The University of Pennsylvania’s new texting program, called COVID Watch, could play a key role in the future of monitoring COVID-19 patients after discharge.

  • The program sends automated text messages in English and Spanish twice a day for 14 days, asking patients if their symptoms are better, the same, or worse.
  • Case managers and nurses determine who is eligible for COVID Watch, enroll patients, and teach them how to use the program.
  • The program could enhance case management in the future by expanding to monitor patients with chronic illnesses such as diabetes, hypertension, or heart failure.

When the COVID-19 pandemic began, health systems had to come up with new strategies for handling an influx of patients with the disease. One solution is to use technology to extend the reach and monitor discharged COVID-19 patients more efficiently.

The University of Pennsylvania created the COVID Watch text messaging program to follow up with patients on their symptoms, says Austin Kilaru, MD, MSHP, assistant professor of emergency medicine at the University of Pennsylvania.

“Patients receive twice-daily automated text messages, asking them if their symptoms today are the same, improved, or worse,” he explains. “If it’s worse, the technology [sends] separate questions asking for additional details.”

One example of a COVID Watch question is, “Is it harder than usual for you to breathe? Reply Y or N.”1

“COVID Watch [was] developed at the beginning of the pandemic when we realized hospital systems may potentially become overwhelmed with patients, and they needed a triage system,” says Anna U. Morgan, MD, MSc, MSHP, assistant professor of clinical medicine, medical director of COVID Watch, and director of care management and community health at Penn.

In the early days of the pandemic, COVID-19 testing was lagging. The health system often enrolled patients based on clinical suspicion of COVID-19.

“We usually had about 1,000 patients at a time in peak enrollment, and it was managed by six or seven RNs at a time,” Morgan explains. “So far, there have been more than 17,000 patients enrolled in COVID Watch.”

COVID Watch also spawned companion programs, including Pregnancy Watch, which monitors pregnant patients with COVID-19, and COVID Pulse, which enrolls COVID-19 patients from the emergency department (ED) with depressed oxygen saturations and who will need pulse oximeters.

This is how COVID Watch works:

Create texting program. “The program is run through a software platform,” Kilaru says. “We had the existing infrastructure to do it.”

The health system already used technology called Breathe Better Together, which was developed at Penn for patients with COPD. “That was the foundation on which we built this program,” Morgan says.

Breathe Better Together is one of the reasons they built COVID Watch in two weeks.

Screen patients. Case managers or providers offer the program to Penn Medicine patients who have presumed or confirmed COVID-19 infection after they are seen in an outpatient setting or are discharged from the ED or hospital. Patients who can self-monitor from home qualify for COVID Watch.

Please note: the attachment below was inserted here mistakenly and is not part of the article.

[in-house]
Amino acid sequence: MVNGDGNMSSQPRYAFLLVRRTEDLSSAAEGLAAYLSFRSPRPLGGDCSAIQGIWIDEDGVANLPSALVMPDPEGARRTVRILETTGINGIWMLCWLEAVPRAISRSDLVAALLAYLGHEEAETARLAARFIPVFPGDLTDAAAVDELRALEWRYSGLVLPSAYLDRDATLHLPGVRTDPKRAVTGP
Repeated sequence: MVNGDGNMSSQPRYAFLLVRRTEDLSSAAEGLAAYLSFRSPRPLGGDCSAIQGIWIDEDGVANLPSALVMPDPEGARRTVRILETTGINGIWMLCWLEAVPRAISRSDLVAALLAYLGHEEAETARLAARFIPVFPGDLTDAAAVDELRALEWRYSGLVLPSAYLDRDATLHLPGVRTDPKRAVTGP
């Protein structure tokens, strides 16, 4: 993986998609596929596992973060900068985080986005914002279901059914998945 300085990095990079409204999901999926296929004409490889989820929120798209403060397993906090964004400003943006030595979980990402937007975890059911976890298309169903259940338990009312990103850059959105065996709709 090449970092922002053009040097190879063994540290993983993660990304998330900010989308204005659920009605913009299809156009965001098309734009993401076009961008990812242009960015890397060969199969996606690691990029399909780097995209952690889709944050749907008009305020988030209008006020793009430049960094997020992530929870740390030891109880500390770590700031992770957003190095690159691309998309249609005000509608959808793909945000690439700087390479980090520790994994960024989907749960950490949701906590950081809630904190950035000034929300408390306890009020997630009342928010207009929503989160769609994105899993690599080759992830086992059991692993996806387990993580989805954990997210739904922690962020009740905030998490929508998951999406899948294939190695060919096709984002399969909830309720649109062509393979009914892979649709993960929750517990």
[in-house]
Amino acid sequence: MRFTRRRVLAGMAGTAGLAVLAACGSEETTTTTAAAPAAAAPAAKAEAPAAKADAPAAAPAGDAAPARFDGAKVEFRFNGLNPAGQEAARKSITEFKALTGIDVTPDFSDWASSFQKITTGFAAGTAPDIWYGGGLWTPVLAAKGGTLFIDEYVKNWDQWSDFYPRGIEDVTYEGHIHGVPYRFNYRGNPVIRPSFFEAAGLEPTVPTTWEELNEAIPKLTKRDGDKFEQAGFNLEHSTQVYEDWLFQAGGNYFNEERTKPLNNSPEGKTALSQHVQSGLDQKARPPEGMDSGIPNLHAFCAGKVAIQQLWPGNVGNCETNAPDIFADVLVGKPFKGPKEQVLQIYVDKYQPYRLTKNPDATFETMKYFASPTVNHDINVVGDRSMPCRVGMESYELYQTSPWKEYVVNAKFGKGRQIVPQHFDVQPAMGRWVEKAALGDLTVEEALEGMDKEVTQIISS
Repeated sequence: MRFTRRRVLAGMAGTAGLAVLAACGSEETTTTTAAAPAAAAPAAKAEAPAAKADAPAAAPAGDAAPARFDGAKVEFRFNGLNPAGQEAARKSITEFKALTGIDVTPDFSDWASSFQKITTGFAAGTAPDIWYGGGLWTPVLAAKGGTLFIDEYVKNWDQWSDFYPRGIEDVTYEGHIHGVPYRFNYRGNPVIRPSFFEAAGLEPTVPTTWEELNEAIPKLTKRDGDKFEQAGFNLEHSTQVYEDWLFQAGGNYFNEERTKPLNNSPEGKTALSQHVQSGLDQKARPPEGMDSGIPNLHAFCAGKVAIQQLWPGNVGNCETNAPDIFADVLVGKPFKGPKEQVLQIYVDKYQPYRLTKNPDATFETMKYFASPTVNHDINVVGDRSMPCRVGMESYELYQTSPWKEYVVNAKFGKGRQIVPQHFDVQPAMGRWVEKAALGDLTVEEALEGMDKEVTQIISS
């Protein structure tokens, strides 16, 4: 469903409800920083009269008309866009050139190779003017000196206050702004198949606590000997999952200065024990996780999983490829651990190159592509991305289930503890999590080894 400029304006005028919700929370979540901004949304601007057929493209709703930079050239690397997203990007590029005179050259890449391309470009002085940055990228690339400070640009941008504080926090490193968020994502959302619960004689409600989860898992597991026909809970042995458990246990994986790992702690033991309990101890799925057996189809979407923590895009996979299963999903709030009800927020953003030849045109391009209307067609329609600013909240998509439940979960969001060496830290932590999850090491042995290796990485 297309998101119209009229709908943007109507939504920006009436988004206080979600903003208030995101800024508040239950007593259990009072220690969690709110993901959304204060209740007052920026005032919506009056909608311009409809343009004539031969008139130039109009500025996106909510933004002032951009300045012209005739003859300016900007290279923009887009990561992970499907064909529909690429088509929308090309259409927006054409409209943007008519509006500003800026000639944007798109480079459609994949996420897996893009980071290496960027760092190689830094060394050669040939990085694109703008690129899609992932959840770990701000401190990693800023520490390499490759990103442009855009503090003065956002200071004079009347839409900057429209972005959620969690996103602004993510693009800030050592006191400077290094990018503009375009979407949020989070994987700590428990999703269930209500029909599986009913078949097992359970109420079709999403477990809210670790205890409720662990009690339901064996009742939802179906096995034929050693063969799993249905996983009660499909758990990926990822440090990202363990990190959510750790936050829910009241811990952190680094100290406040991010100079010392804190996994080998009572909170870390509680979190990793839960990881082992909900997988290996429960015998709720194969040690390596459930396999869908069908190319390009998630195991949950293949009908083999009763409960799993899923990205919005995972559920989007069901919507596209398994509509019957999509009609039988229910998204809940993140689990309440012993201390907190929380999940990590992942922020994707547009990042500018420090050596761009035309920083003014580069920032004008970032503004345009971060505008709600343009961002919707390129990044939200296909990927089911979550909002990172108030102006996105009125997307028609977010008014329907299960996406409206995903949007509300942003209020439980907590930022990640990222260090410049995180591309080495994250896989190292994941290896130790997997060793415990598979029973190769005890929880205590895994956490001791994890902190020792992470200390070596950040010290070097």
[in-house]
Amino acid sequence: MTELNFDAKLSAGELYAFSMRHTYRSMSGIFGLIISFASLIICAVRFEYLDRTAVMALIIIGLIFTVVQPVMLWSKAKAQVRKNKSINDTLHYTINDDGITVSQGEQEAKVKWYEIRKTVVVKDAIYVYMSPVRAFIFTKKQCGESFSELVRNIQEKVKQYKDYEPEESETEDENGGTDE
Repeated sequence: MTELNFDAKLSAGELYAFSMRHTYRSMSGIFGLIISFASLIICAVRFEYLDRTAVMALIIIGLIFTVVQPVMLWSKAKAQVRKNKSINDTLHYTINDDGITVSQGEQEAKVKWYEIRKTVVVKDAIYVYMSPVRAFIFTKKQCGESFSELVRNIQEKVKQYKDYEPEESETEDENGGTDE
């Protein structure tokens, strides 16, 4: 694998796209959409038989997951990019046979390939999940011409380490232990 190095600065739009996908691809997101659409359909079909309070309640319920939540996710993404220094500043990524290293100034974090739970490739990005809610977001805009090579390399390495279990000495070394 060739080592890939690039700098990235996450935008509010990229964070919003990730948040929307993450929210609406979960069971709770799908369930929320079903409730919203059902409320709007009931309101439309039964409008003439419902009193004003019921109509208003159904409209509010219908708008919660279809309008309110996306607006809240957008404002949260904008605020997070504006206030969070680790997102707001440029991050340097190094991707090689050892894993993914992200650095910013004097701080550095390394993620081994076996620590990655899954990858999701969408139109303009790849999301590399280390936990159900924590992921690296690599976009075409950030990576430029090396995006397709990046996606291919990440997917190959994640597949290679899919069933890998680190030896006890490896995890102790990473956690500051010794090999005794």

“They can be enrolled by outpatient providers if they get a positive test after an emergency department discharge,” Morgan adds.

Send automated messages. COVID Watch enrollees receive two text messages a day in English or Spanish for 14 days.

“The messages ask them how their breathing is. If they report any difficulty in breathing, they’re asked if they want to speak with a nurse,” Morgan explains. “If they say yes, then that call is escalated to a nursing team or an advanced practice provider.”

The texting service is available 24/7, and the nursing team calls patients back within one hour. The nurse assesses the patient’s breathing and tells him or her to go to the ED if needed.

“Sometimes, they’ll book them an appointment at the telehealth clinic, or just have them stay home,” Morgan adds. “The patients are enrolled for 14 days, and they have the option to end it early if they’re feeling better, or extend it to 21 days if they like.”

Enhance case management. This type of patient monitoring could be expanded to populations with chronic illnesses, such as diabetes, hypertension, or heart failure, Morgan suggests. The technology could enhance care transitions as patients go from the hospital to home and to primary care providers.

“We want to use these text messaging programs to ease that transition,” Morgan explains. “There could be a lot of future applications.”

One benefit of the technology is that it is simple to use and efficient, she notes. For instance, seven nurses could watch 1,000 patients simultaneously.

“It is an SMS technology, which is really widely used. It doesn’t require an app because it is a text message going back and forth,” Morgan says. “A key reason why it is successful is because the program is pretty easy to use, even if they don’t have smartphones.”

Obtaining patient buy-in is important. “Case managers are instrumental in enrolling patients for this,” Kilaru says. “They figure out who is eligible and who is technologically savvy. They get older patients to learn how to use COVID Watch, or else they enroll them in home health.”

COVID Watch has helped case managers ensure every patient received what they needed. It was part of the discharge planning for COVID-19 patients, he adds.


  1. Morgan AU, Balachandran M, Do D, et al. Remote monitoring of patients with COVID-19: Design, implementation, and outcomes of the first 3,000 patients in COVID Watch. NEJM Catalyst. July 21, 2020.